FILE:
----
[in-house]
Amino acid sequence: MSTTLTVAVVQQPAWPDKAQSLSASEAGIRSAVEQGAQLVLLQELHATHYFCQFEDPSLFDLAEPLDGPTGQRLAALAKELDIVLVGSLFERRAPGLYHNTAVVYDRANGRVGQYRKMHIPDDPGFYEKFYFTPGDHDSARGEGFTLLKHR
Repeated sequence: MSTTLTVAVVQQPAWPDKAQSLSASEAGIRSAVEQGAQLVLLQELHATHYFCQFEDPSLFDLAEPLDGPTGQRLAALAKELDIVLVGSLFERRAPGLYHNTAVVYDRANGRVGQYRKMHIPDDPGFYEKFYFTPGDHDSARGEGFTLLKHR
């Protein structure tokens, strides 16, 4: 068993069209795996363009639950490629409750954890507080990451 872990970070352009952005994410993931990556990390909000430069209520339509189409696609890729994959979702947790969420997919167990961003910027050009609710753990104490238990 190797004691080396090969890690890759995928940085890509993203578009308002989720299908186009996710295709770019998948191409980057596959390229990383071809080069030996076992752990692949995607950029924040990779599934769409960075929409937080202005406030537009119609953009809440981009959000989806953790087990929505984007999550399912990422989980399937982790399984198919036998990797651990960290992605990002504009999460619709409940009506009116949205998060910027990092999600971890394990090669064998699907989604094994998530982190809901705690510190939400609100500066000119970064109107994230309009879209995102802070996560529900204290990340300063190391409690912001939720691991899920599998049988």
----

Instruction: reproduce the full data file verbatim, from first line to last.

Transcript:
[in-house]
Amino acid sequence: MSTTLTVAVVQQPAWPDKAQSLSASEAGIRSAVEQGAQLVLLQELHATHYFCQFEDPSLFDLAEPLDGPTGQRLAALAKELDIVLVGSLFERRAPGLYHNTAVVYDRANGRVGQYRKMHIPDDPGFYEKFYFTPGDHDSARGEGFTLLKHR
Repeated sequence: MSTTLTVAVVQQPAWPDKAQSLSASEAGIRSAVEQGAQLVLLQELHATHYFCQFEDPSLFDLAEPLDGPTGQRLAALAKELDIVLVGSLFERRAPGLYHNTAVVYDRANGRVGQYRKMHIPDDPGFYEKFYFTPGDHDSARGEGFTLLKHR
């Protein structure tokens, strides 16, 4: 068993069209795996363009639950490629409750954890507080990451 872990970070352009952005994410993931990556990390909000430069209520339509189409696609890729994959979702947790969420997919167990961003910027050009609710753990104490238990 190797004691080396090969890690890759995928940085890509993203578009308002989720299908186009996710295709770019998948191409980057596959390229990383071809080069030996076992752990692949995607950029924040990779599934769409960075929409937080202005406030537009119609953009809440981009959000989806953790087990929505984007999550399912990422989980399937982790399984198919036998990797651990960290992605990002504009999460619709409940009506009116949205998060910027990092999600971890394990090669064998699907989604094994998530982190809901705690510190939400609100500066000119970064109107994230309009879209995102802070996560529900204290990340300063190391409690912001939720691991899920599998049988």